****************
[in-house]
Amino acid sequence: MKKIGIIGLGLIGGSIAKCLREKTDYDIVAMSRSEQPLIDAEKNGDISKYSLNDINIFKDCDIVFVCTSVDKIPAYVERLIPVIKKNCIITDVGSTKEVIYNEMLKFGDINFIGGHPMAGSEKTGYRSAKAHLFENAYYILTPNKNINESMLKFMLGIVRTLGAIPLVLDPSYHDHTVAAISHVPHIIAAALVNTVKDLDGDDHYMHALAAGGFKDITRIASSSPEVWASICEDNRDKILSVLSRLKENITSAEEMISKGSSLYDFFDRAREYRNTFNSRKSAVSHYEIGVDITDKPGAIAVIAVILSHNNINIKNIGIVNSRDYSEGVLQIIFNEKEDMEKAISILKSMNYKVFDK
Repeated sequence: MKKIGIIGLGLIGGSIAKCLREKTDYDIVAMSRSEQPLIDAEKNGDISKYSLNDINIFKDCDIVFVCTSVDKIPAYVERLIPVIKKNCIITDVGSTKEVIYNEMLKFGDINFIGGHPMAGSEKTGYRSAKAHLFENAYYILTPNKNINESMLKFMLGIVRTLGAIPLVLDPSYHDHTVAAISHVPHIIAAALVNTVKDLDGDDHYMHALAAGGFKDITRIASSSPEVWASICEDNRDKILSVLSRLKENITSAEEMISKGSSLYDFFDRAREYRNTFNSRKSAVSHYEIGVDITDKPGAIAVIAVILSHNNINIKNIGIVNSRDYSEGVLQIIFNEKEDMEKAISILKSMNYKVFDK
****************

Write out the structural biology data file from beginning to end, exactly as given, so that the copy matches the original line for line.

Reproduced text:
[in-house]
Amino acid sequence: MKKIGIIGLGLIGGSIAKCLREKTDYDIVAMSRSEQPLIDAEKNGDISKYSLNDINIFKDCDIVFVCTSVDKIPAYVERLIPVIKKNCIITDVGSTKEVIYNEMLKFGDINFIGGHPMAGSEKTGYRSAKAHLFENAYYILTPNKNINESMLKFMLGIVRTLGAIPLVLDPSYHDHTVAAISHVPHIIAAALVNTVKDLDGDDHYMHALAAGGFKDITRIASSSPEVWASICEDNRDKILSVLSRLKENITSAEEMISKGSSLYDFFDRAREYRNTFNSRKSAVSHYEIGVDITDKPGAIAVIAVILSHNNINIKNIGIVNSRDYSEGVLQIIFNEKEDMEKAISILKSMNYKVFDK
Repeated sequence: MKKIGIIGLGLIGGSIAKCLREKTDYDIVAMSRSEQPLIDAEKNGDISKYSLNDINIFKDCDIVFVCTSVDKIPAYVERLIPVIKKNCIITDVGSTKEVIYNEMLKFGDINFIGGHPMAGSEKTGYRSAKAHLFENAYYILTPNKNINESMLKFMLGIVRTLGAIPLVLDPSYHDHTVAAISHVPHIIAAALVNTVKDLDGDDHYMHALAAGGFKDITRIASSSPEVWASICEDNRDKILSVLSRLKENITSAEEMISKGSSLYDFFDRAREYRNTFNSRKSAVSHYEIGVDITDKPGAIAVIAVILSHNNINIKNIGIVNSRDYSEGVLQIIFNEKEDMEKAISILKSMNYKVFDK